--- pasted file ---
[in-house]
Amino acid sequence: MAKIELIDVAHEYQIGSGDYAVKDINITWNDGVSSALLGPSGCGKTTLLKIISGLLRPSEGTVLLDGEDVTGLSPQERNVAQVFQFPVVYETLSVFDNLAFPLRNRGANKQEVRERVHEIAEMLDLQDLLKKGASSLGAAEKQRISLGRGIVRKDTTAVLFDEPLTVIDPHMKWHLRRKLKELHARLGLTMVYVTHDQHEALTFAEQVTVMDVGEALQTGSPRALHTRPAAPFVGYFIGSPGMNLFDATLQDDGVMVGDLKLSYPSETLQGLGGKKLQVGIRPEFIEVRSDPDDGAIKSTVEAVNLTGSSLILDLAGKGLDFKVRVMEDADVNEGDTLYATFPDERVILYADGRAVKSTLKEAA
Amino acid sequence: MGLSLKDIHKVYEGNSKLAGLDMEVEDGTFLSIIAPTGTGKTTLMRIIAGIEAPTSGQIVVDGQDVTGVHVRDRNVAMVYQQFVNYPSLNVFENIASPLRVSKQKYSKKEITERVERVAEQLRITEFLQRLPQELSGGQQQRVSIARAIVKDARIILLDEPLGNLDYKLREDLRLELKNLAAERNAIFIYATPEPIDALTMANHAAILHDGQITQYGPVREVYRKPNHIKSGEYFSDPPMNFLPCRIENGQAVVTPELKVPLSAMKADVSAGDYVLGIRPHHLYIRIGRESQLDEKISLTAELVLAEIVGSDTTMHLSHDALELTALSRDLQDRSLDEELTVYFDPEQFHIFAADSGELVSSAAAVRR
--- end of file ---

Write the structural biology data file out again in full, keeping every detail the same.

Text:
[in-house]
Amino acid sequence: MAKIELIDVAHEYQIGSGDYAVKDINITWNDGVSSALLGPSGCGKTTLLKIISGLLRPSEGTVLLDGEDVTGLSPQERNVAQVFQFPVVYETLSVFDNLAFPLRNRGANKQEVRERVHEIAEMLDLQDLLKKGASSLGAAEKQRISLGRGIVRKDTTAVLFDEPLTVIDPHMKWHLRRKLKELHARLGLTMVYVTHDQHEALTFAEQVTVMDVGEALQTGSPRALHTRPAAPFVGYFIGSPGMNLFDATLQDDGVMVGDLKLSYPSETLQGLGGKKLQVGIRPEFIEVRSDPDDGAIKSTVEAVNLTGSSLILDLAGKGLDFKVRVMEDADVNEGDTLYATFPDERVILYADGRAVKSTLKEAA
Amino acid sequence: MGLSLKDIHKVYEGNSKLAGLDMEVEDGTFLSIIAPTGTGKTTLMRIIAGIEAPTSGQIVVDGQDVTGVHVRDRNVAMVYQQFVNYPSLNVFENIASPLRVSKQKYSKKEITERVERVAEQLRITEFLQRLPQELSGGQQQRVSIARAIVKDARIILLDEPLGNLDYKLREDLRLELKNLAAERNAIFIYATPEPIDALTMANHAAILHDGQITQYGPVREVYRKPNHIKSGEYFSDPPMNFLPCRIENGQAVVTPELKVPLSAMKADVSAGDYVLGIRPHHLYIRIGRESQLDEKISLTAELVLAEIVGSDTTMHLSHDALELTALSRDLQDRSLDEELTVYFDPEQFHIFAADSGELVSSAAAVRR